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I miss going to work feeling excited and inspired and determined and frustrated and exhausted. Being a doctor has been my magnetic north since I was ten, the longest relationship of my life. It’s who I am, what I’m called, how I spend my waking hours, what makes my family most proud of me, and my first love. Now I go to work terrified. I cannot sleep the night before I ...

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When I was 18, I decided I wanted to be a doctor.  I wanted to help people.  I wanted to make things better for others.  So, I studied hard in college.  I couldn’t afford to pay for test prep classes for the medical school entrance exam, so I studied on my own.  I would lock myself in my room and study for six to eight hours at a time for ...

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“It’s a strange time to be having a baby,” my patient said as she sat alone in her labor room. The state order to shelter-in-place in California had left her family with few options as her husband had to stay home to take care of their toddler. She is one of many pregnant women who do not have the choice to even consider a home birth due to her congenital ...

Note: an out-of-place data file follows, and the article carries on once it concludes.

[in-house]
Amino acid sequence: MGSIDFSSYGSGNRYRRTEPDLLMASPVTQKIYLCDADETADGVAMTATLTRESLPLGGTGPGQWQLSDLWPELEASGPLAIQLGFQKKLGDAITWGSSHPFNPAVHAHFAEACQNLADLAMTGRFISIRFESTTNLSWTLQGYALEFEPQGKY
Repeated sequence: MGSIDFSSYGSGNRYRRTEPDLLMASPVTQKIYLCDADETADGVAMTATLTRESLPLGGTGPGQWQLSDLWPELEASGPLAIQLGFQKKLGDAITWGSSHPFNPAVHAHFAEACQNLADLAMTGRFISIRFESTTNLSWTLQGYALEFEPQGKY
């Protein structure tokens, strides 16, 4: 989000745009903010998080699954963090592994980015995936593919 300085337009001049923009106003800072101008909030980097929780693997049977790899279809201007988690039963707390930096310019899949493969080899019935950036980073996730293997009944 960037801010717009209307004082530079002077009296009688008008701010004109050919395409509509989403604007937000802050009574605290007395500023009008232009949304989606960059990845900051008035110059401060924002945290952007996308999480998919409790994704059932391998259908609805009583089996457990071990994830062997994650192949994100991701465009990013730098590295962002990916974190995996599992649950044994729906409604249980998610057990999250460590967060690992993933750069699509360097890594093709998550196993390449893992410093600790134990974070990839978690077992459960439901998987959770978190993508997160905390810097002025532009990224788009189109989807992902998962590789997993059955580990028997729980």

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"You're a pediatrician; you already know everything." "Full-term babies latch easily and basically breastfeed themselves." "I didn't have trouble breastfeeding, so you should be fine." I heard a lot of comments like this from friends and family when I was pregnant. However, when I became a mom, I was woefully under-prepared to answer my own questions when it came to breastfeeding. I knew I wanted to breastfeed my daughter, and exclusively of course, ...